1 minute read
17 Sep 2018
8:30 am

Law has still got consumers’ backs


The High Court in Johannesburg ruled that repossessed homes may no longer be sold at auction without reserve prices, except in exceptional circumstances.

Victor Zuma and his wife Beverly Msibi lost their home after it was repossessed over a R6,000 outstanding debt. Archive photo (2015) by Ciaran Ryan

Ordinary people won a huge victory in the High Court in Johannesburg last week, with the ruling that repossessed homes must be sold with a reserve price in all but exceptional circumstances.

This will bring to an end the iniquitous practice of “bid-rigging” by syndicates at sale-in-execution auctions.

This resulted in repossessed homes selling for a fraction of their value – as little as R10 or R100. The court ruling came after a hard-fought legal battle by the Lungelo Lethu Human Rights Foundation, which defends people against eviction.

From now on, in Johannesburg at least (although other courts will be under pressure to apply the same standards), when banks bring legal action against defaulting clients, the money judgment and sale-in-execution order must be issued at the same time.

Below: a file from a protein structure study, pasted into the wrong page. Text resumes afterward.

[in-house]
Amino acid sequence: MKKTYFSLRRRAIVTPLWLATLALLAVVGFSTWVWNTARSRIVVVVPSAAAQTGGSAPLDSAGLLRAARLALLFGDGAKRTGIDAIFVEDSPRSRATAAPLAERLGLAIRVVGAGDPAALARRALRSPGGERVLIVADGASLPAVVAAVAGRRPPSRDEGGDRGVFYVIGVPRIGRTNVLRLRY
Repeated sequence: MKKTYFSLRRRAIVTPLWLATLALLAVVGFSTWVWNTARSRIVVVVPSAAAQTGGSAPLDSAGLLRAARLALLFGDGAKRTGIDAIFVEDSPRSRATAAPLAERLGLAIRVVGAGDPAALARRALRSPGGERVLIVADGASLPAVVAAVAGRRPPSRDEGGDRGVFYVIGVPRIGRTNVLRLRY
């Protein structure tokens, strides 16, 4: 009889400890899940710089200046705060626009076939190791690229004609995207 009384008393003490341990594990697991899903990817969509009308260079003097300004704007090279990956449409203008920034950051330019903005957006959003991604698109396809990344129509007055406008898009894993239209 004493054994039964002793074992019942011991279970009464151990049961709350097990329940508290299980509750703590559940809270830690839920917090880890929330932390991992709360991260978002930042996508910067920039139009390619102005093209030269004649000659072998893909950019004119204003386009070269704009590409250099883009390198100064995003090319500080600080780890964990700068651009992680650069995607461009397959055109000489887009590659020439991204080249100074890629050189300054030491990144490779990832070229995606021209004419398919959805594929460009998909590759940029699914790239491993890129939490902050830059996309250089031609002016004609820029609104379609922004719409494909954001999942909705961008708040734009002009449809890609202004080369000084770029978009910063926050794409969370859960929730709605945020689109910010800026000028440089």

Only in exceptional cases will a judge not set a reserve price.

The action was challenged in courts by the banks, which argued that setting a reserve price for a property would deter potential buyers and also that the separation of the money judgment and the sale-in-execution order served as an “incentive” to clients to pay up.

Sometimes, consumers feel battered on all sides. It’s nice to know the law has still got our backs.

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